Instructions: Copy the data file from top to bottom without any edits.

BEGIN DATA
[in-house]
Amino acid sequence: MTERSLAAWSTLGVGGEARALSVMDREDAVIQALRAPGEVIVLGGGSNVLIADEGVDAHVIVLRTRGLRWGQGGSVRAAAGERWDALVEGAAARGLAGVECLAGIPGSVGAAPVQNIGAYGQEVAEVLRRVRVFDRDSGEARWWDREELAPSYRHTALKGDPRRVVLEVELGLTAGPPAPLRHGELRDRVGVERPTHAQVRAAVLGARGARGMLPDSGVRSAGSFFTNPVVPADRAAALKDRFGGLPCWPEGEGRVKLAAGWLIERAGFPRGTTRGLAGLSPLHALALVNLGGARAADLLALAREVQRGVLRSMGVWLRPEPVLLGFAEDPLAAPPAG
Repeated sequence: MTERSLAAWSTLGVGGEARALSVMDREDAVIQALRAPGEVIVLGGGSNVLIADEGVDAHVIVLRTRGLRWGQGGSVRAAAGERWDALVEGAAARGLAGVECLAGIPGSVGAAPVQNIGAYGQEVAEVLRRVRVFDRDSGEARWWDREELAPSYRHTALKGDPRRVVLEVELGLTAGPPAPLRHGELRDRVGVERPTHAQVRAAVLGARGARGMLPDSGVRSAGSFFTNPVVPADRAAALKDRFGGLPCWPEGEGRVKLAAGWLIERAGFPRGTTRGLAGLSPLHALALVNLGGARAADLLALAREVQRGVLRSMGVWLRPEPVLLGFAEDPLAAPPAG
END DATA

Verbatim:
[in-house]
Amino acid sequence: MTERSLAAWSTLGVGGEARALSVMDREDAVIQALRAPGEVIVLGGGSNVLIADEGVDAHVIVLRTRGLRWGQGGSVRAAAGERWDALVEGAAARGLAGVECLAGIPGSVGAAPVQNIGAYGQEVAEVLRRVRVFDRDSGEARWWDREELAPSYRHTALKGDPRRVVLEVELGLTAGPPAPLRHGELRDRVGVERPTHAQVRAAVLGARGARGMLPDSGVRSAGSFFTNPVVPADRAAALKDRFGGLPCWPEGEGRVKLAAGWLIERAGFPRGTTRGLAGLSPLHALALVNLGGARAADLLALAREVQRGVLRSMGVWLRPEPVLLGFAEDPLAAPPAG
Repeated sequence: MTERSLAAWSTLGVGGEARALSVMDREDAVIQALRAPGEVIVLGGGSNVLIADEGVDAHVIVLRTRGLRWGQGGSVRAAAGERWDALVEGAAARGLAGVECLAGIPGSVGAAPVQNIGAYGQEVAEVLRRVRVFDRDSGEARWWDREELAPSYRHTALKGDPRRVVLEVELGLTAGPPAPLRHGELRDRVGVERPTHAQVRAAVLGARGARGMLPDSGVRSAGSFFTNPVVPADRAAALKDRFGGLPCWPEGEGRVKLAAGWLIERAGFPRGTTRGLAGLSPLHALALVNLGGARAADLLALAREVQRGVLRSMGVWLRPEPVLLGFAEDPLAAPPAG